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Re: RFE & RFC: testing executability

From: L A Walsh
Subject: Re: RFE & RFC: testing executability
Date: Sun, 01 Oct 2017 23:32:50 -0700
User-agent: Thunderbird

Pierre Gaston wrote:

Besides the fact that most people don't use alias in script
   That's due to bash being non-POSIX compatible, by default in regard to
aliases. Aliases are designed to "always be there" and always be "on" unless
explicitly turned off so people could rely on them.  Set -e was changed to
apply to complex & compound statements rather than the result of simple
command.  It was said this was forced to be true in non-posix compat mode
because it would be easier to maintain.  Looking at the code --
it would be simplified as well if aliases were always on.  So will it be
where it would be the only place where such a feature would really be valuable,
   Don't people use functions? Aren't functions executable code?

I think the main problem is that alias can contain pretty much anything, from loops, partial code etc..
   That's not a problem.  Of course you know how bash puts it's aliases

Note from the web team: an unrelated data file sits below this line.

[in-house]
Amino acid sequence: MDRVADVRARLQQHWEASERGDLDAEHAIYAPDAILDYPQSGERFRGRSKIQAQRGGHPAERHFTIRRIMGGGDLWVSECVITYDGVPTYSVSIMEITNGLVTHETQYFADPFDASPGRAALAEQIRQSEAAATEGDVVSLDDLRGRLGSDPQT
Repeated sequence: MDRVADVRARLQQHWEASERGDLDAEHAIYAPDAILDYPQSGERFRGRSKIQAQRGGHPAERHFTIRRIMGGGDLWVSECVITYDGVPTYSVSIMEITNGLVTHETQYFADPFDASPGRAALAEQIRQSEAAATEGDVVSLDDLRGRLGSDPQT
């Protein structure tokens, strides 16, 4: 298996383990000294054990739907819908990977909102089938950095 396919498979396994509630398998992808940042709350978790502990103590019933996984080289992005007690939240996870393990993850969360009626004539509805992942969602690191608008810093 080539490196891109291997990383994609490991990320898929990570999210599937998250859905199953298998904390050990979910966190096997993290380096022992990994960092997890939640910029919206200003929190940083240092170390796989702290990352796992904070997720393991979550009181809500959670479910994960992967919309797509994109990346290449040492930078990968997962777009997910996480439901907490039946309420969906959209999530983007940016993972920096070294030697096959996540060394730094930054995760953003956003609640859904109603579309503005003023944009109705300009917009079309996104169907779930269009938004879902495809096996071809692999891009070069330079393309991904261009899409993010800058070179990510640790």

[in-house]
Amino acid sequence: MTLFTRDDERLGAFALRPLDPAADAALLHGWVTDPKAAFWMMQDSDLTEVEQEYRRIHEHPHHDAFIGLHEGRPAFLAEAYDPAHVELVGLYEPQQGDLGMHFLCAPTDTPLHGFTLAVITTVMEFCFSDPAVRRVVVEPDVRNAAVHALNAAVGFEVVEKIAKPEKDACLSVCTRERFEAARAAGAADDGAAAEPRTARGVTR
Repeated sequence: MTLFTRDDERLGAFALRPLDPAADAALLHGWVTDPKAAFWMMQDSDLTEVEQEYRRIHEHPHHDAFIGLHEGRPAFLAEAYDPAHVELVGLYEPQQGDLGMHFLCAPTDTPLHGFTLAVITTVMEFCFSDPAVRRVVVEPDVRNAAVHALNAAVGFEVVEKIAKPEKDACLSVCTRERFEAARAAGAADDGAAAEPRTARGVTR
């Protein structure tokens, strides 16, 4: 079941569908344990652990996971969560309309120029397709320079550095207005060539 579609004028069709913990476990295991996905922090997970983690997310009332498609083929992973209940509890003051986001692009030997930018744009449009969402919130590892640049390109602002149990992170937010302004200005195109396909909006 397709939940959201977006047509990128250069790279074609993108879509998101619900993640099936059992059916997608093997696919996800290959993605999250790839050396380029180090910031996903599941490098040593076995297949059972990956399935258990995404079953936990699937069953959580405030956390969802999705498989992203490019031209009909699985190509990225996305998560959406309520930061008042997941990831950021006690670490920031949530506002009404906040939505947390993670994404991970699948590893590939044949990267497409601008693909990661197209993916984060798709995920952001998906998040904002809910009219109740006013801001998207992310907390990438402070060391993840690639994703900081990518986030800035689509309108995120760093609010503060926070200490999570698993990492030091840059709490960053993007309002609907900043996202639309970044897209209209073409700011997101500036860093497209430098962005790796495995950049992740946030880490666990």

in a HASH called BASH_ALIASES, as I stated, the value would be tested for

What should be the result of -x in the  following case?

alias f='for i in 1 2;do echo foo;done'
The value of the BASH_ALIASES[f] would be tested for executability.

alias g='if true; then'
alias h='true;missing_command'

Should it be recursive?
No more or less than aliases already are recursive.
alias j=f

In my opinion the feature you describe is pretty much tailored to your specific need but it is probably hard to give it a really more general and sensible meaning.
The meaning was already clear. Anything in bash that is already executable
should read "true" when -x is used with it.

   How else do you parse:

if -x grep ; then ... fi...

So that it is the same whenever grep is executable?

How can a script writer know that they will get false if it is an
alias or function -- even if grep is there.  That's counter intuitive
since the script writer wouldn't expect grep to not be executable if
it is there because and alias or function doing the same thing is
still something that is executable.

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